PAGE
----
We are going to create a limited run of customized dicesets for use with our FU-based games, the Equinox Storygame and Earthdawn: The Age of Legend. Each set will consist of a single main die and a total of six bonus and penalty dice. More bonus/penalty dice will be available, but optional. Find images of the dice below!
Because this is our first foray into creating custom dice, and doing so is everything but cheap, we'll use a preorder process to make these dice sets happen. Follow the steps outlined below to secure your set!
In this article, we will be exploring the core elements of our FU-based games, Equinox (using the Equinox Storygame Guide) and Earthdawn: The Age of Legend. We will identify the thoughts behind the game design, going beyond the unique resolution mechanics that only appear to be at the center of it all.
When composing adventures in traditional roleplaying games, many gamemasters approach design from an event-centered point of view, trying to arrange events happening in the adventures into a pre-determined order. However, even with a few triggers and if/else combinations, the structure of adventures written this way is very rigid. Such a rigid structure makes it hard for the gamemaster to adapt the adventure to his players’ needs, often leading to frustration when railroading them to his intended goal or shutting their ideas down until they have one that meet his line of thinking.
Sounds familiar? We have all been there at some point.
“Every move towards darkness brings us one step closer to answers. When you have endured it all as long as I, as well as I, you begin to see that the answers outnumber the questions. This is the problem that comes of time folding inward upon itself, and it is resolved through the Books of the Void. In their pages, there are questions and answers aplenty. Making them match… that is the work of us all.”
—The Darkened Father, in an early Third Turning sermon at the Chapel of the Dust
Dark Places is a strange game. It has an unconventional genre (afterlife mystery), an unusual play style (specific number of players and no gamemaster), a strange core dice mechanic (D8s and D4s), and it isn’t explicitly designed to tack on to any particularly popular tropes. What it is though is a unique way of telling stories that wouldn’t quite fit in any other game, and that is why it was so important that I bring it to you.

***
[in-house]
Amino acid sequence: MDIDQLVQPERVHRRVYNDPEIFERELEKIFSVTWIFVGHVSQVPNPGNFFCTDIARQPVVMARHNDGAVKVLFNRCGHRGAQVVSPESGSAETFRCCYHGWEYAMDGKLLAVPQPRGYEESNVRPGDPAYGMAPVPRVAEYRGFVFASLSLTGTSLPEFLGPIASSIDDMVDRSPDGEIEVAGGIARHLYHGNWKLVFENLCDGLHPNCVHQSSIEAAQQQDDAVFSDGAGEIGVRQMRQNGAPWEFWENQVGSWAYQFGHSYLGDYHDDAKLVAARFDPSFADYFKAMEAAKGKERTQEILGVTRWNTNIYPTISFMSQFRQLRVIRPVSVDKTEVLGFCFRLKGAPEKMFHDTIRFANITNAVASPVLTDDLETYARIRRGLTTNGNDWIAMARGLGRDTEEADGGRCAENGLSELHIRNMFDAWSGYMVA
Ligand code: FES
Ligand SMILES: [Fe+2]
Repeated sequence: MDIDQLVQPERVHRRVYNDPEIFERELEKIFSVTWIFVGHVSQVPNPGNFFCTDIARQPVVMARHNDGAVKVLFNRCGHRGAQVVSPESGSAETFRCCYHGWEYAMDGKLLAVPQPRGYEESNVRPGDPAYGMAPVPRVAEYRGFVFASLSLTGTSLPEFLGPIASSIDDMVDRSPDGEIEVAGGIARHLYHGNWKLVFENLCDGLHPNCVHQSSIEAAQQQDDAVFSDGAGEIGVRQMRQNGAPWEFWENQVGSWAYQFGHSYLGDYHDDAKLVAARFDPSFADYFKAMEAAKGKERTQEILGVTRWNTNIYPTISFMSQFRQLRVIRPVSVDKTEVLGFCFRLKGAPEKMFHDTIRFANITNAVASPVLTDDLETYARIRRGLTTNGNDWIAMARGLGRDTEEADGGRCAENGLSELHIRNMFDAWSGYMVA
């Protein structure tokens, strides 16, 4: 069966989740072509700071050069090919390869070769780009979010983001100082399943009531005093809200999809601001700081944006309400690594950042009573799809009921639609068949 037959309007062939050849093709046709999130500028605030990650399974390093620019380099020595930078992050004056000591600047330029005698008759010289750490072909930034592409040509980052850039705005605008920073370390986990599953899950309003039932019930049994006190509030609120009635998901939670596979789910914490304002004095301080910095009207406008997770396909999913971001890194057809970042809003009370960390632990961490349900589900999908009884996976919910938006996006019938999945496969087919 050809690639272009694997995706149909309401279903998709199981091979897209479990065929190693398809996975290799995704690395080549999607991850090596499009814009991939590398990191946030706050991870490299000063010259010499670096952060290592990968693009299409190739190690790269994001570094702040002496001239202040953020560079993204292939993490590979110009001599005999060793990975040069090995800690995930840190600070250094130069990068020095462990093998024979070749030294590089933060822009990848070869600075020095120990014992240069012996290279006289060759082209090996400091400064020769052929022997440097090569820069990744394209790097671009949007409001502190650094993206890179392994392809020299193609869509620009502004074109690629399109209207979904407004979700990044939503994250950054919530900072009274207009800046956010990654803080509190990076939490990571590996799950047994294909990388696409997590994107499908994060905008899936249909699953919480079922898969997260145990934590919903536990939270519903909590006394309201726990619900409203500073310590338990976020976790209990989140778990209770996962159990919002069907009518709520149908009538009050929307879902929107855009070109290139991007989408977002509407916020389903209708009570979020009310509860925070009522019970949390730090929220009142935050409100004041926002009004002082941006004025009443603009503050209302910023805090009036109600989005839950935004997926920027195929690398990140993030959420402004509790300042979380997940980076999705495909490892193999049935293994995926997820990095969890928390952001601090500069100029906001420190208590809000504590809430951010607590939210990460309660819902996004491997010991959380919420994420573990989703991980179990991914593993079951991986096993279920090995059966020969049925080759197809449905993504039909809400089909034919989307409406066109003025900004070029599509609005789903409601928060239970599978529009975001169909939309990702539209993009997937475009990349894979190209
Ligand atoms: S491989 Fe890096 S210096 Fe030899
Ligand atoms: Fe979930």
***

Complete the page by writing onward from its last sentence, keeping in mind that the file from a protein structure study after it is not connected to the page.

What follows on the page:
We'll be at the RolePlay Convention 2016 in Cologne this coming weekend (May 28+29).
Find us in Hall 10.2, Booth F-104!
Make sure you drop by!
We all make mistakes in life. Sometimes our sins are so grave that our souls attract the attention of something beyond the world we know. There are things out there between life and death, and they dwell in the Dark Places of the human soul. As I crossed the threshold between life and death, between light and dark, I became something new–a Shadower. I have a new chance at life and the power to exceed my wildest imagination. But I am not alone, and if they are at all the kind of men and women that I was in life... they cannot be trusted.
–Sheluvi, Obsidian Noble
We're pleased to announce that our thrilling new tabletop game–Jeremiah Schwennen's Dark Places–is now available!
Dark Places is a storytelling game of mystery and magic set in the dark corners of an afterlife gone wrong. This tabletop roleplaying game features a slick, gamemasterless play style immersing four players in the politics and dangers of the Dark. Experience a shared world of tragedy, darkness, and–in its own twisted way–triumph. Dark Places requires no gamemaster or referee, it invites all players to equally share the experience of telling the story of their Shadowers and the mysteries of the Dark. The core rulebook contains all the rules required to tell a tale of the rise and fall of those consigned to the Dark Places.
Click here for more information!